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Report: Few Minority Teachers Entering the Workforce
posted by: Ruthie | March 28, 2013, 05:43 PM   

According to the U.S. Census Bureau, racial minorities are expected to be the majority by 2050. This historic shift is already being felt in our nation's schools as close to half of all children under age 5 are classified as racial or ethnic minorities. Despite these changing demographics, a recent study by American Association of Colleges for Teacher Education, found that 82% of teachers receiving education degrees in the last two years were white.

Similarly, a report by the Center for American Progress, using data from the 2008 Schools and Staffing Survey, found that more than 20 states have gaps of 25 percentage points or more between the diversity of their teachers and students. In their second report CAP notes that in more than 40% of the nation's public schools, there are no minority teachers at all.

One source of this inequality is the low rate of matriculation in minority groups. Minority students also continue to fall well behind their Caucasian peers, with about one-third of African-American students and 29%of Hispanic students dropping out before graduation. In addition, the high cost of college also drives many minority students away from pursuing higher education. With the already low rate of minorities attending college, an even fewer percentage are pursuing a career in education.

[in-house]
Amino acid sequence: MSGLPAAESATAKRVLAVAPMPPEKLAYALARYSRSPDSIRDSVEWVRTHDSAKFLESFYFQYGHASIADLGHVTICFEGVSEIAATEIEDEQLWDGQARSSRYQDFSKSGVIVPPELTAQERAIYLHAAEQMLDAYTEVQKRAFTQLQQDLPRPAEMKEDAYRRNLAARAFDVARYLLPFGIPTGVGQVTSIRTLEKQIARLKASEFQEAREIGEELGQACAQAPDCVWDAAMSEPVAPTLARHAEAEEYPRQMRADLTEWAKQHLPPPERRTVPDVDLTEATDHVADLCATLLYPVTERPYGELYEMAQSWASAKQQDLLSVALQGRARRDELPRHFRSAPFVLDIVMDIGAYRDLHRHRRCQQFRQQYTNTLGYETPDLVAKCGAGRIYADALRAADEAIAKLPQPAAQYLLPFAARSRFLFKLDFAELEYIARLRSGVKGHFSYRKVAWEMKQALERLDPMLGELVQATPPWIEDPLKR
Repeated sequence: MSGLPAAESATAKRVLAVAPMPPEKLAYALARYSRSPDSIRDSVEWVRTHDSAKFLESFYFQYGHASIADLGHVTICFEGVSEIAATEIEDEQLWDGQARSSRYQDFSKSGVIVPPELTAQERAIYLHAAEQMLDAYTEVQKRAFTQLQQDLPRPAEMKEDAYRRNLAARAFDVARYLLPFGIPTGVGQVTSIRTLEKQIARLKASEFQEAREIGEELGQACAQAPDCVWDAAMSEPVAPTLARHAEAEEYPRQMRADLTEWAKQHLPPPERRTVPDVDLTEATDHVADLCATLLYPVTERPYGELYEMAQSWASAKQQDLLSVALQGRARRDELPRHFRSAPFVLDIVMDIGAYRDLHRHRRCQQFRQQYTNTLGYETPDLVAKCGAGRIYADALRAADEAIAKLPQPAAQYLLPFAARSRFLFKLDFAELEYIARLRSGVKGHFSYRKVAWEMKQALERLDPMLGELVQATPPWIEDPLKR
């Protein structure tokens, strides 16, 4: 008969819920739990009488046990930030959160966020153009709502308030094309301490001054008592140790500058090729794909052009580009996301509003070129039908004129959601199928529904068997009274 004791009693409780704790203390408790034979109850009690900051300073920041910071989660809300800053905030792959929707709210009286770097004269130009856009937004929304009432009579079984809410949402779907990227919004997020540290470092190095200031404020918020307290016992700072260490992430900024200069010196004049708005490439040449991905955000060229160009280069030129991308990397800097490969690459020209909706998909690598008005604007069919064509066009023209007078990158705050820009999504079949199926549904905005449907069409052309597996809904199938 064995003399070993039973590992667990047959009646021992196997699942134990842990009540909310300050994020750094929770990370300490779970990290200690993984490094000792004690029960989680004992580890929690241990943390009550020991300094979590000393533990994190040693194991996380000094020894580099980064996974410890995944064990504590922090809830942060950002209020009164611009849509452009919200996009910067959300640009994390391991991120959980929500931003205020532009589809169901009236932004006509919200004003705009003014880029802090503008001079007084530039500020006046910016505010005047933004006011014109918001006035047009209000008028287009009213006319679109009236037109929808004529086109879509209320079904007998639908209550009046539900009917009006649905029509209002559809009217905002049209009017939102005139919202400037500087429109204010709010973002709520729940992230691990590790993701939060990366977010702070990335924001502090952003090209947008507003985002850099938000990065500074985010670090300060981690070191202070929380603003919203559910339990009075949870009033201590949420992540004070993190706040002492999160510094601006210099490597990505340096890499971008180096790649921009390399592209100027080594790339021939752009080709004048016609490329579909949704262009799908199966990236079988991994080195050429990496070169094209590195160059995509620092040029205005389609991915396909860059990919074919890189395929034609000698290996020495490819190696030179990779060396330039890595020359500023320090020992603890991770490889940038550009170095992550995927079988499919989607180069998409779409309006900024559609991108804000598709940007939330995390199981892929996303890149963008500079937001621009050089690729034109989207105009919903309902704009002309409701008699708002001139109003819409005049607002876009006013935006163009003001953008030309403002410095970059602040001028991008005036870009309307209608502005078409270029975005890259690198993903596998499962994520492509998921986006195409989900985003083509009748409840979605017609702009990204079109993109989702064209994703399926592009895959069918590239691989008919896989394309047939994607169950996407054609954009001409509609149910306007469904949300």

In an August 2011 Huffington Post report, Enrique Murillo, a professor of education at California State University, San Bernardino, said the disparity "has created a cultural and linguistic gulf" that especially hurts students who take English as a second language.

"There's so few of us in general in the educational pipeline, so the pool is really small," Murillo told the Huffington Post. "It stems from the overall crisis in Latino education. The main crux here is that there's a mismatch between school and home, and Latino educators are bridge builders that help close that mismatch."

Sharon P Robinson, of the American Association of Colleges for Teacher Education said, "We're finding that college-bound minority students have so many career options," She continued, "We have to develop some specific recruitment strategies to attract our share of those students into those teacher education programs."

Federal officials have also weighed in on the minority gap in teaching. Secretary of Education Arne Duncan has made encouraging a diverse educator workforce a priority of the Obama administration. Secretary Duncan spent time touring historically black colleges in an effort to recruit black males, who currently make up just 2% of the teaching population.

The Center for American Progress report held several recommendations for closing the teacher-student diversity gap, including increasing federal oversight of teacher preparations programs, creating statewide initiatives to fund teacher preparation programs aimed at low-income and minority teachers, and strengthening federal financial aid programs for low-income students entering the teaching field.

What do you think about minority teacher inequality? Do you think the gap adversely affects students?

Comment below.

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